But the Cross of Christ speaks a different word. There God exposes us each as manipulative, selfish mercenaries and proves us utterly impotent at making proper amends. But there he also freely provides the only One who is sufficient to make proper amends and to the uttermost atone for all our sins. Yes, even the sin of saying "I'm sorry."

Friday, January 16, 2009


A week ago I drove up to Michigan for my grandfather's memorial service. Louis H. Bork died at age 86, leaving behind his wife of 61 years, Mona, along with his three children and three more grandchildren. A few things came to mind recently regarding death and loss.

First, it's easy to want to be consoled by the comforting news that Opa is in heaven now because he trusted in Jesus as his Savior from sin. (I'm not entirely certain he did, however, though I have fairly reasonable confidence.) Someone even said at the funeral that he was running around now, youthful and free. I didn't want to be a killjoy, but the biblical evidence seems to say that even those who die in Christ will not have new bodies until all God's children are gathered home and his kingdom is consummated. Our glorious and renewed bodies will be ours only as part of the final inheritance we will receive as God's sons (Romans 8:18-25). In the meantime even those who die justified will, until the Last Judgment, be only "away from the body and at home with the Lord" (2 Corinthians 5:8; cf. Philippians 1:21-24). Of course, this is "better by far"!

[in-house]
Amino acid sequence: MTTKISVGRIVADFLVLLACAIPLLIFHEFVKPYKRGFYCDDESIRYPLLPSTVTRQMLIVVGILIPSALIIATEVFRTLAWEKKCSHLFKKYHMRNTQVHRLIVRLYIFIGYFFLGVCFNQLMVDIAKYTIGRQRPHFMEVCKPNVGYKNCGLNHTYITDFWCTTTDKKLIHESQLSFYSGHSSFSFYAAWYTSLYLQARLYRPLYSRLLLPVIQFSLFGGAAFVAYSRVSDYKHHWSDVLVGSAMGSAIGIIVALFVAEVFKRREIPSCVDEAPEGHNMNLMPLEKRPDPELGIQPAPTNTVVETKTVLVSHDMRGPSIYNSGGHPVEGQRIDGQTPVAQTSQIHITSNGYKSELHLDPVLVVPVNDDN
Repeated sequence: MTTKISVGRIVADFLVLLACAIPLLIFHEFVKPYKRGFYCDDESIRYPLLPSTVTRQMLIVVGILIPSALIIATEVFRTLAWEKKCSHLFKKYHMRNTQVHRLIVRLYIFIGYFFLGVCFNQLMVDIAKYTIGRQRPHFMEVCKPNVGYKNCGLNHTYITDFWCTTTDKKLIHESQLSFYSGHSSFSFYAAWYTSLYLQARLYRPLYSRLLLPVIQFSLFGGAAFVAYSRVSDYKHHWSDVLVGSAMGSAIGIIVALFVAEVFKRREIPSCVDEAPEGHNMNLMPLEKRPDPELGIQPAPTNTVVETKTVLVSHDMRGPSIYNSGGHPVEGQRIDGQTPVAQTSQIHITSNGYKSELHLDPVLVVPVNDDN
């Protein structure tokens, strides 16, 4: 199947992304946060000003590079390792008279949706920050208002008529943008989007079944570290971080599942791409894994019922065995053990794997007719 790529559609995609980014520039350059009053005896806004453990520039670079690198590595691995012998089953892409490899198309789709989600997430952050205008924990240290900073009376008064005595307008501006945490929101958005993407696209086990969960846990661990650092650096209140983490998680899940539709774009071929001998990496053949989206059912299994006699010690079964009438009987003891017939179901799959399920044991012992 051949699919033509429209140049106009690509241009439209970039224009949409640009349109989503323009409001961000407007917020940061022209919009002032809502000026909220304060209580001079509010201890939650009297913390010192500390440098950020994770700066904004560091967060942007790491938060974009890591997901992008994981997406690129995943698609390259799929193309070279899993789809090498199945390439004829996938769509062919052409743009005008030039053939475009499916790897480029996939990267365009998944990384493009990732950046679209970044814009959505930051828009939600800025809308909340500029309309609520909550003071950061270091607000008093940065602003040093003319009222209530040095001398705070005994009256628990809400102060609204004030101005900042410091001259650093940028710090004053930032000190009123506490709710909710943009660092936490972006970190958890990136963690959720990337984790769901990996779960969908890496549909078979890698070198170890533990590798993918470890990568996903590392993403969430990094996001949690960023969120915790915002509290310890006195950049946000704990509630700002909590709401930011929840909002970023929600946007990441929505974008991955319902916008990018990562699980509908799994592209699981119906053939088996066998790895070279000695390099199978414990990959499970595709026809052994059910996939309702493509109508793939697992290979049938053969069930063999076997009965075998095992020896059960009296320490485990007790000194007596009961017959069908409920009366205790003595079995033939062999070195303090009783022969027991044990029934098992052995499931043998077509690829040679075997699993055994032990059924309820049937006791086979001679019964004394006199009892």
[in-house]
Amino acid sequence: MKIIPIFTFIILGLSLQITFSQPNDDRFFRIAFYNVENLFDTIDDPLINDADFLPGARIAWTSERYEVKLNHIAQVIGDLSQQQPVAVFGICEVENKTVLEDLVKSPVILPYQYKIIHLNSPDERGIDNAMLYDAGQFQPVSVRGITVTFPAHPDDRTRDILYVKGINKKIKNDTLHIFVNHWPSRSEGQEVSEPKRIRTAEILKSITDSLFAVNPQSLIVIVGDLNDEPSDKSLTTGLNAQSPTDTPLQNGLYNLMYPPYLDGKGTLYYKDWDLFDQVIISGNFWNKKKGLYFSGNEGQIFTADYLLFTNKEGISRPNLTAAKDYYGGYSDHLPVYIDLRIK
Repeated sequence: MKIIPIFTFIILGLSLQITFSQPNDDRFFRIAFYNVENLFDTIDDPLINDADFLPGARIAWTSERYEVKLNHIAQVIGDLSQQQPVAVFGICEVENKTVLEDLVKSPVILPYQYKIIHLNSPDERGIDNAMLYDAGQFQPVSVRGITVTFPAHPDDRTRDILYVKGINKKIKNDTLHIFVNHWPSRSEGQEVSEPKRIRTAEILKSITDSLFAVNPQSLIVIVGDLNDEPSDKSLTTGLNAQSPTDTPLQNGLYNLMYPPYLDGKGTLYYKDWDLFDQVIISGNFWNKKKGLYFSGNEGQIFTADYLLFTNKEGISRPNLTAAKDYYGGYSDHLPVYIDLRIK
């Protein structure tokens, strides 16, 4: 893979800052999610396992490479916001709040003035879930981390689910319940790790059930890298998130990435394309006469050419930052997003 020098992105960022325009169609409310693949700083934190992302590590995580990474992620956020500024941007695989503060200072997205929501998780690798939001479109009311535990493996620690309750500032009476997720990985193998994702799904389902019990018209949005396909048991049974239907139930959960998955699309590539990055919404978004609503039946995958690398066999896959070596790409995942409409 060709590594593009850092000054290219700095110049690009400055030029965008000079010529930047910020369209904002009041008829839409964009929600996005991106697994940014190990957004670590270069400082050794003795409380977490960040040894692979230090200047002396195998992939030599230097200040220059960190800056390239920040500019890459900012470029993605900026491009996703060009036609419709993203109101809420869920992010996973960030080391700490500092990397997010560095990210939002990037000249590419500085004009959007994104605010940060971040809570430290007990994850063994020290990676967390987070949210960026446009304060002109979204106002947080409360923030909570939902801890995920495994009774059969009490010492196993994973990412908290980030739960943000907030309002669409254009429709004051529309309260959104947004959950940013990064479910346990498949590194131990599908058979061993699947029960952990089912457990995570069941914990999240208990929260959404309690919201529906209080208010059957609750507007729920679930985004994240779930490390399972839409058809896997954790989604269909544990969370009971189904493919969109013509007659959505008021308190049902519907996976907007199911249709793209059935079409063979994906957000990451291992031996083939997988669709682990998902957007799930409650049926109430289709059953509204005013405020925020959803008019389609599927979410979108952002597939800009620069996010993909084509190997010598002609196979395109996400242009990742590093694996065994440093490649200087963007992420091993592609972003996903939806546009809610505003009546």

You see, death--even for those in Christ--isn't such a great "pathway to glory" as we make it out to be. True humanity, true life, is nothing short of being alive in both body and spirit. That's how we were created, and only when all of the material, physical, earthy cosmos is redeemed and glorified will everything be set right again. (See my older post here.)

This brings me to my second thought. I know that I've lost Opa--for now, at least. He's no longer here. But that doesn't just mean that the Bork/Hall family is down a man; it means we've all changed individually. You see, I can only be a grandson if I have a grandfather. I am no longer Louis Bork's grandson. His beloved Mona (my "Oma") is no longer his wife: "till death us do part"--and death has parted them. We are who we are by virtue of relationships; even Jesus wouldn't be a Son without having been "begotten from the Father before all worlds." There's no telling what measure of who I am in my thoughts, knowledge, worldview, abilities, character, and desires was effected by being Opa's grandson. The loss of a loved one is, for the remainder of our sojourn, a loss of ourselves as well.